least) there’s one setting on the SP2000T’s amp settings that works best. And it works best no matter if you’re listening to the ramshackle indie-pop stylings of Car Seat Headrest’s Teens of Denial [Matador] as a 16bit/44.1kHz MP3 file, Stevie Wonder’s immortal Innervisions [Tamla] as a 2.8Mhz DSF or Can’s Live in Brighton 1975 [Mute] as a 24bit/96kHz FLAC. In the ‘AMP’ section in the ‘Settings’ menu, select the ‘Hybrid’ option dialled two stops away from the pure ‘Tube’ setting. Any other position will be subtly, but to my mind unarguably, inferior.
There’s no two ways about it: the Astell&Kern A&ultima SP2000T is a staggeringly informative, thrillingly musical and thoroughly entertaining listen. I’m not sure of the exact number times I’ve listened to Stevie Wonder’s ‘Higher Ground’, though obviously it’s up in the hundreds – and yet there is nuance previously unheard, harmonic variation previously unnoticed and space between sounds previously unobserved, all revealed by the SP2000T. Its attention to detail is getting on for fanatical – every slur of a drumstick across a drum-skin is distinct from every other, and every off-mic ‘wooh’ is an audibly individual event. If the most transient, fleeting aspects of a recording interest you as much as the entirety of a performance, this is the small-ish, chunky-ish portable music player for you.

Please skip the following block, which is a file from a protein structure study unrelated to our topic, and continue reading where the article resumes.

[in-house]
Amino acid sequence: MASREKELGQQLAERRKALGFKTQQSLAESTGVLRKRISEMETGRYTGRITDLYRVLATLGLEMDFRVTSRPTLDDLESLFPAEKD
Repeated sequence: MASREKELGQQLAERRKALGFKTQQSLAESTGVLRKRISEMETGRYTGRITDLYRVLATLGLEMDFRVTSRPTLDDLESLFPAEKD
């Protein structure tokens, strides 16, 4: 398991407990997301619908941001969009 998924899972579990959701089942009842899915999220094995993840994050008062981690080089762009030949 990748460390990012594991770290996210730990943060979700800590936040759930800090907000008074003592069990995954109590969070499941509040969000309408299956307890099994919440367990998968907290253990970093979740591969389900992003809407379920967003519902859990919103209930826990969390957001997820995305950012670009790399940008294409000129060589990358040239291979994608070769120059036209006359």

The song is presented on a wide, authoritatively organised sound-stage with tremendous width and no little depth. Despite the fairly busy mix and the multiple instrumental strands scrapping for primacy in there, the way they’re separated and isolated makes them very easy to follow right down to their most minor dynamic variations. And don’t let the word ‘isolation’ give the impression that the Astell&Kern is anything
The warm analogue tonality of the recording is carried over intact, with everything from clavinet to horns bathing in that early-70s high-end hi-fi sheen – this song fairly glows in the SP2000T’s hands. The top of the frequency range features a winning balance between bite and shine, with the sibilance of the percussion always just about on the right side of the line. And in between, there’s a directness and an immediacy about the vocal performance that is only partly explained by the fact the singer sounds like he’s mic’d from mere nanometres away from his mouth. The Astell&Kern hands over every last shred of information, and as a consequence Wonder’s timbre, his technique, his commitment and his level of engagement are utterly apparent – and literally hair-raising as a result.